# Prove: $(\det(A-B)+\det(A+B) )^2 \ge 4\det(A^2-B^2 )$

Let $A,B \in \mathcal{M}_n (\mathbb{R})$ two matrices so that:

a) $AB^2=B^2 A$ and $BA^2=A^2 B$

b) $\text{rank}(AB-BA)=1$.

Prove: $$(\det(A-B)+\det(A+B) )^2≥4\det(A^2-B^2 )$$

This is a solution:

Denote $C=AB-BA$. Then $rank(C)=1$ so $C=p\cdot q^T$ where $p,q$ are column vectors and $tr(C)=0$. This proves that $C^2=p\cdot q^T\cdot p\cdot q^T=tr(C)C=0.$

If $D=A^2-B^2$ then a) implies that $CD=DC$ and $D$ commutes with $A,B$.

As a consequence $tr(CD^{-1})=0$.

If $\det(D)=0$ we have nothing to prove. Else $D$ is invertible and $(CD^{-1})^2=0$.

We have $(A-B)(A+B)=A^2-B^2+AB-BA=D+C$. We would like to prove that $\det(A-B)(B-A)=\det(A^2-B^2)$.

For this define $f(t)=\det(AB-BA+t(A^2-B^2))$

and see that $f(t)=\det(D)\det(CD^{-1}+tI)=\det(A^2-B^2)\cdot t^n$.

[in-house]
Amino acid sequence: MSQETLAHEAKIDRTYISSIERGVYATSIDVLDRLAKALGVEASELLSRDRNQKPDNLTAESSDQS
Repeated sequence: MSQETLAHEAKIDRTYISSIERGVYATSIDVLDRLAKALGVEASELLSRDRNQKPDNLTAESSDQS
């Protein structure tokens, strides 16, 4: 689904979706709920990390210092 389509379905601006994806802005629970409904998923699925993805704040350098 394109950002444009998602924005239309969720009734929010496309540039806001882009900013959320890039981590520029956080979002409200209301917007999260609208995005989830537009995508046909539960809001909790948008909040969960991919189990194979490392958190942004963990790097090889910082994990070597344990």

Replace $t=1$ in the previous relation to get $\det(AB-BA+A^2-B^2)=\det(A^2-B^2)$ and we are done.

But i don't understand why $tr(CD^{-1})=0$ ??

Because $(CD^{-1})^2=0$, then $CD^{-1}$ only has zero eigenvalue. There should be a mistake in the order of proof.
• The "As a consequence" part should come after the discussion of whether $D$ is invertible. – ggttttll Apr 10 '15 at 6:23
Note $D^{-1}$ also commutes with $C$, so
$CD^{-1}CD^{-1}=C^2D^{-1}D^{-1}=0$
Let $\lambda_i$ be any eigenvalue of $CD^{-1}$. Then $\lambda_i^2$ is eigenvalue of $(CD^{-1})^2$. So $\lambda_i^2=0$ and $\lambda_i=0$.
Thus $Tr(CD^{-1})=\sum \limits_{k=1}^n\lambda_k=0$.